VirtualDub has a number of keyboard shortcuts bound to its menu commands. Two of these are F5 (Preview) and F7 (Save as AVI).
Where did these shortcuts come from? No, I don't play darts.
They're the shortcuts for Run (F5) and Build (F7) in Microsoft Visual C++ 6.0. I got so used to those shortcuts during VirtualDub's early development that I naturally used them for my app as well. To the utter confusion of normal users, of course.
The keyboard shortcuts are a bit of a mess at this point, partly due to having some confusion in the naming of the menu commands. In retrospect, I should have named the Save As functions Export or Render, since they don't necessarily save to the same name or format as what was opened; however, I had exactly zero NLE experience when I started writing the program and it never occurred to me. VirtualDub is slowly moving toward document model as I add more features to the edit mode, though, so I may eventually have to make that change. Ultimately, I'd like to implement user customization of accelerators, but there are several work items that have to be done to reach that, the most important being dynamic menus; currently they're sourced from a static resource, so they can't change to match any customized accelerators.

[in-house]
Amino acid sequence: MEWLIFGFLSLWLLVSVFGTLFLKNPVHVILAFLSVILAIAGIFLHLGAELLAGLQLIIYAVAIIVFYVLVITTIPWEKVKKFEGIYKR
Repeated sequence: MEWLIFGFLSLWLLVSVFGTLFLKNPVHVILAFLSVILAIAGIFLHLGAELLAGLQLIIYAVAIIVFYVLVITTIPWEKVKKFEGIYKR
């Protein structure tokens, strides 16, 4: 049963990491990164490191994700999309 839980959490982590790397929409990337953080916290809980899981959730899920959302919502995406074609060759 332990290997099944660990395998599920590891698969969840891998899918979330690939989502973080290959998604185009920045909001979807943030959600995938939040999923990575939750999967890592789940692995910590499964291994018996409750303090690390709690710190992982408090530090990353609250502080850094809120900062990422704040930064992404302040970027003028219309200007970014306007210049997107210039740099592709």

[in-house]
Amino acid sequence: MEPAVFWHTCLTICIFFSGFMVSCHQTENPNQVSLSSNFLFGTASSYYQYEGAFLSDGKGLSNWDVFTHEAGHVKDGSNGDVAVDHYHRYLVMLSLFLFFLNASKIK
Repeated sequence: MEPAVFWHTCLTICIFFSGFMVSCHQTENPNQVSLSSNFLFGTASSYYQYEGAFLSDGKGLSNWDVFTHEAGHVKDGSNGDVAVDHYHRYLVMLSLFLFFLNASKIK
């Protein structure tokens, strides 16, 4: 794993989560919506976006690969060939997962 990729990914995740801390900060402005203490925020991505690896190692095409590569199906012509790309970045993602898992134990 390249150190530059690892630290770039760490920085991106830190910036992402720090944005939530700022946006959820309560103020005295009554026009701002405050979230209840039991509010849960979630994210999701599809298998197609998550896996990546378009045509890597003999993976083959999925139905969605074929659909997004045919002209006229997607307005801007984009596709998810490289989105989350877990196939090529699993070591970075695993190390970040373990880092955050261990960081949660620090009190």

I freely admit that I also made the n00b mistake of choosing some accelerators that are difficult or impossible to hit on some internationalized keyboards, but I never claimed VirtualDub was internationalized.
Another issue is that right now there are simply too many configuration items in the menu, too many to cover with accelerators. Configuring a render generally requires a zillion trips to the menus, and at some point I want to push some of those or at least make the main path work through a single or a few paged dialogs. You can see a preview of what it might look like in the Preferences dialog in recent versions, with a listbox of categories on the left and the pages on the right. I figure that I could arrange pages to be roughly of the same scope and in the same order as the pipeline stages, so you would enable and configure stages in the order of their application. What I wouldn't do, though, is add tabs, because I hate tabbed configuration dialogs, partly because they don't scale and scrolling or multi-level tabs are horrible, and partly because they're a pain in the butt to code (as in the status dialog).